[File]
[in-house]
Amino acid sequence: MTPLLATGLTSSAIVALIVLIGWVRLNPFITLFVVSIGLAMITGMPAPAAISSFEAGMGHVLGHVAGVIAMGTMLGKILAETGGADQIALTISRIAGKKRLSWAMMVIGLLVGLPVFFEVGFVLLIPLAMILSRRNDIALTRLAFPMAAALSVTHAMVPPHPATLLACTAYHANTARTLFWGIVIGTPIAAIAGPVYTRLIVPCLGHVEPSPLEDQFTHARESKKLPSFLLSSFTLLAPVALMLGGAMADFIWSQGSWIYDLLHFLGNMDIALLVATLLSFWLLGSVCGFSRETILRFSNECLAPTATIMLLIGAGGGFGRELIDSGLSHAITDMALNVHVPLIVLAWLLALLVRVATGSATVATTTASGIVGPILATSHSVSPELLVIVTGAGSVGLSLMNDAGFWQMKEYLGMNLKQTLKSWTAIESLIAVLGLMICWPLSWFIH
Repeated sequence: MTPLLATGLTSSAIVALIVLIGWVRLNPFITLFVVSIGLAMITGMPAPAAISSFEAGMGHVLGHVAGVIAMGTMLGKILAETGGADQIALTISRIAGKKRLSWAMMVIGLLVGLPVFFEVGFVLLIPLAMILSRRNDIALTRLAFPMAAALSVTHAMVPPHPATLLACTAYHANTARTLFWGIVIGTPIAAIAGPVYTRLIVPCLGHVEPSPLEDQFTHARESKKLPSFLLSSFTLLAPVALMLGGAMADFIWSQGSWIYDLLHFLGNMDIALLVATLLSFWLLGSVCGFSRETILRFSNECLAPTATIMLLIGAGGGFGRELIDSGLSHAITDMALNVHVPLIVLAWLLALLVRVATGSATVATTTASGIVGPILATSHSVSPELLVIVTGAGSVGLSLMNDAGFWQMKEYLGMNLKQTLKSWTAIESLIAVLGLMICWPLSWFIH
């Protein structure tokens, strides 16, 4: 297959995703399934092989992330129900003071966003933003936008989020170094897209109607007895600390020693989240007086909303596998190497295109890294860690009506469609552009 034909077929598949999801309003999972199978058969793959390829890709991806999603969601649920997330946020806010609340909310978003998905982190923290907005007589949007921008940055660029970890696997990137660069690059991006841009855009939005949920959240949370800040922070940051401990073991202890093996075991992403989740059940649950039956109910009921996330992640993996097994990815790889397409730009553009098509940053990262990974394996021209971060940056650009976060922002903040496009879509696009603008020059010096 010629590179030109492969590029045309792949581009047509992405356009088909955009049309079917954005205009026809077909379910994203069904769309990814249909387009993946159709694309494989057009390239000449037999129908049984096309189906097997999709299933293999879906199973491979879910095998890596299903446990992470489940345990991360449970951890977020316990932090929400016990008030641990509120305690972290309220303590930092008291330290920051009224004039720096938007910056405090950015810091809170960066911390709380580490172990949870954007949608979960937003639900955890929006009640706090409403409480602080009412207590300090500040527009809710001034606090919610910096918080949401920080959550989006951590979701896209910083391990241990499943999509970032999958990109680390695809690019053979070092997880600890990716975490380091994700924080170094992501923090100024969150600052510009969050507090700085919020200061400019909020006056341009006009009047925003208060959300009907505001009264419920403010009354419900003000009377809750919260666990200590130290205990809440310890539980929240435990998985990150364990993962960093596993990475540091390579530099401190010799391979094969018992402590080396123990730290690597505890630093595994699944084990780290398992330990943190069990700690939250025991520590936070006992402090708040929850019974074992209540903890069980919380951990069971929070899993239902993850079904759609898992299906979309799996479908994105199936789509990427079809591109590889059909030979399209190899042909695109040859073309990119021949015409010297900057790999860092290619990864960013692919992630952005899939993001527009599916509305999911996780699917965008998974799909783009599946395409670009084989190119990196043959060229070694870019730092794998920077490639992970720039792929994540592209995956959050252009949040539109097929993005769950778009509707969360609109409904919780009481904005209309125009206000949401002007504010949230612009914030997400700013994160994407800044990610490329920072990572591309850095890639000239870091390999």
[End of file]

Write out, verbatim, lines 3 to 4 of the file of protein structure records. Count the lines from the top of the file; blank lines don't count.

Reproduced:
Repeated sequence: MTPLLATGLTSSAIVALIVLIGWVRLNPFITLFVVSIGLAMITGMPAPAAISSFEAGMGHVLGHVAGVIAMGTMLGKILAETGGADQIALTISRIAGKKRLSWAMMVIGLLVGLPVFFEVGFVLLIPLAMILSRRNDIALTRLAFPMAAALSVTHAMVPPHPATLLACTAYHANTARTLFWGIVIGTPIAAIAGPVYTRLIVPCLGHVEPSPLEDQFTHARESKKLPSFLLSSFTLLAPVALMLGGAMADFIWSQGSWIYDLLHFLGNMDIALLVATLLSFWLLGSVCGFSRETILRFSNECLAPTATIMLLIGAGGGFGRELIDSGLSHAITDMALNVHVPLIVLAWLLALLVRVATGSATVATTTASGIVGPILATSHSVSPELLVIVTGAGSVGLSLMNDAGFWQMKEYLGMNLKQTLKSWTAIESLIAVLGLMICWPLSWFIH
């Protein structure tokens, strides 16, 4: 297959995703399934092989992330129900003071966003933003936008989020170094897209109607007895600390020693989240007086909303596998190497295109890294860690009506469609552009 034909077929598949999801309003999972199978058969793959390829890709991806999603969601649920997330946020806010609340909310978003998905982190923290907005007589949007921008940055660029970890696997990137660069690059991006841009855009939005949920959240949370800040922070940051401990073991202890093996075991992403989740059940649950039956109910009921996330992640993996097994990815790889397409730009553009098509940053990262990974394996021209971060940056650009976060922002903040496009879509696009603008020059010096 010629590179030109492969590029045309792949581009047509992405356009088909955009049309079917954005205009026809077909379910994203069904769309990814249909387009993946159709694309494989057009390239000449037999129908049984096309189906097997999709299933293999879906199973491979879910095998890596299903446990992470489940345990991360449970951890977020316990932090929400016990008030641990509120305690972290309220303590930092008291330290920051009224004039720096938007910056405090950015810091809170960066911390709380580490172990949870954007949608979960937003639900955890929006009640706090409403409480602080009412207590300090500040527009809710001034606090919610910096918080949401920080959550989006951590979701896209910083391990241990499943999509970032999958990109680390695809690019053979070092997880600890990716975490380091994700924080170094992501923090100024969150600052510009969050507090700085919020200061400019909020006056341009006009009047925003208060959300009907505001009264419920403010009354419900003000009377809750919260666990200590130290205990809440310890539980929240435990998985990150364990993962960093596993990475540091390579530099401190010799391979094969018992402590080396123990730290690597505890630093595994699944084990780290398992330990943190069990700690939250025991520590936070006992402090708040929850019974074992209540903890069980919380951990069971929070899993239902993850079904759609898992299906979309799996479908994105199936789509990427079809591109590889059909030979399209190899042909695109040859073309990119021949015409010297900057790999860092290619990864960013692919992630952005899939993001527009599916509305999911996780699917965008998974799909783009599946395409670009084989190119990196043959060229070694870019730092794998920077490639992970720039792929994540592209995956959050252009949040539109097929993005769950778009509707969360609109409904919780009481904005209309125009206000949401002007504010949230612009914030997400700013994160994407800044990610490329920072990572591309850095890639000239870091390999």